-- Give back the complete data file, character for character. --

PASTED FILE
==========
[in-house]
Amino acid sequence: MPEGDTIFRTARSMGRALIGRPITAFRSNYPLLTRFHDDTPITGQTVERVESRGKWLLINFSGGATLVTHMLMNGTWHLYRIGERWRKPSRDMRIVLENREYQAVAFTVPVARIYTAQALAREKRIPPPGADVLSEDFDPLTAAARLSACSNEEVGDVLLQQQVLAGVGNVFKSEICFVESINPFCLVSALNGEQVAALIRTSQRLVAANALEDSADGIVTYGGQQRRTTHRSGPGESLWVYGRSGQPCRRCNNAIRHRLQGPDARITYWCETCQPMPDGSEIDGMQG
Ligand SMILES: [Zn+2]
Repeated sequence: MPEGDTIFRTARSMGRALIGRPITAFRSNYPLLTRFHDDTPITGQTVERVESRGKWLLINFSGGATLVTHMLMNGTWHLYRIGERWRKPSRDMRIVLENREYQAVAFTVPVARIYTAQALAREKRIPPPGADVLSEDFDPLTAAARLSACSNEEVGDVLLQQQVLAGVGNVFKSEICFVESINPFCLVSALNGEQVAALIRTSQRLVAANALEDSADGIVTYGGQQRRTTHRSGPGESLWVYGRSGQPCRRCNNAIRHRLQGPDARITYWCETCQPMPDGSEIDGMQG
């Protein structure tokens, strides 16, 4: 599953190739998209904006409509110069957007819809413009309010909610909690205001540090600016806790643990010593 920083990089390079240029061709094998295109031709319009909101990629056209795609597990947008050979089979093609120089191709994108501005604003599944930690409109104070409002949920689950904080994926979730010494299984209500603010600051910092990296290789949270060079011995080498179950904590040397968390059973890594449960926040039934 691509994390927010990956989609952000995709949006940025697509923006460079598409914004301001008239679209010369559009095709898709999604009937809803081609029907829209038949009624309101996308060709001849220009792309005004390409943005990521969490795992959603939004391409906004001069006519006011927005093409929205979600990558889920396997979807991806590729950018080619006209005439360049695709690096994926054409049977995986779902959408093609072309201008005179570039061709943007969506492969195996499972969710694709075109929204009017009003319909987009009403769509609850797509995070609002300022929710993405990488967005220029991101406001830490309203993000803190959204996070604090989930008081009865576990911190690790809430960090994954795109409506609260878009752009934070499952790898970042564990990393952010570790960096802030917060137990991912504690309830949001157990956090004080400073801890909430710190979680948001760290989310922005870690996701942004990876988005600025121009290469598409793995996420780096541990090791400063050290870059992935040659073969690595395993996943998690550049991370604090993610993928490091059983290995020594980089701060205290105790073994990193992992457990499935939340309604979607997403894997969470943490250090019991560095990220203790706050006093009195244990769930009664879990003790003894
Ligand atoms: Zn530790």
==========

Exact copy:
[in-house]
Amino acid sequence: MPEGDTIFRTARSMGRALIGRPITAFRSNYPLLTRFHDDTPITGQTVERVESRGKWLLINFSGGATLVTHMLMNGTWHLYRIGERWRKPSRDMRIVLENREYQAVAFTVPVARIYTAQALAREKRIPPPGADVLSEDFDPLTAAARLSACSNEEVGDVLLQQQVLAGVGNVFKSEICFVESINPFCLVSALNGEQVAALIRTSQRLVAANALEDSADGIVTYGGQQRRTTHRSGPGESLWVYGRSGQPCRRCNNAIRHRLQGPDARITYWCETCQPMPDGSEIDGMQG
Ligand SMILES: [Zn+2]
Repeated sequence: MPEGDTIFRTARSMGRALIGRPITAFRSNYPLLTRFHDDTPITGQTVERVESRGKWLLINFSGGATLVTHMLMNGTWHLYRIGERWRKPSRDMRIVLENREYQAVAFTVPVARIYTAQALAREKRIPPPGADVLSEDFDPLTAAARLSACSNEEVGDVLLQQQVLAGVGNVFKSEICFVESINPFCLVSALNGEQVAALIRTSQRLVAANALEDSADGIVTYGGQQRRTTHRSGPGESLWVYGRSGQPCRRCNNAIRHRLQGPDARITYWCETCQPMPDGSEIDGMQG
């Protein structure tokens, strides 16, 4: 599953190739998209904006409509110069957007819809413009309010909610909690205001540090600016806790643990010593 920083990089390079240029061709094998295109031709319009909101990629056209795609597990947008050979089979093609120089191709994108501005604003599944930690409109104070409002949920689950904080994926979730010494299984209500603010600051910092990296290789949270060079011995080498179950904590040397968390059973890594449960926040039934 691509994390927010990956989609952000995709949006940025697509923006460079598409914004301001008239679209010369559009095709898709999604009937809803081609029907829209038949009624309101996308060709001849220009792309005004390409943005990521969490795992959603939004391409906004001069006519006011927005093409929205979600990558889920396997979807991806590729950018080619006209005439360049695709690096994926054409049977995986779902959408093609072309201008005179570039061709943007969506492969195996499972969710694709075109929204009017009003319909987009009403769509609850797509995070609002300022929710993405990488967005220029991101406001830490309203993000803190959204996070604090989930008081009865576990911190690790809430960090994954795109409506609260878009752009934070499952790898970042564990990393952010570790960096802030917060137990991912504690309830949001157990956090004080400073801890909430710190979680948001760290989310922005870690996701942004990876988005600025121009290469598409793995996420780096541990090791400063050290870059992935040659073969690595395993996943998690550049991370604090993610993928490091059983290995020594980089701060205290105790073994990193992992457990499935939340309604979607997403894997969470943490250090019991560095990220203790706050006093009195244990769930009664879990003790003894
Ligand atoms: Zn530790």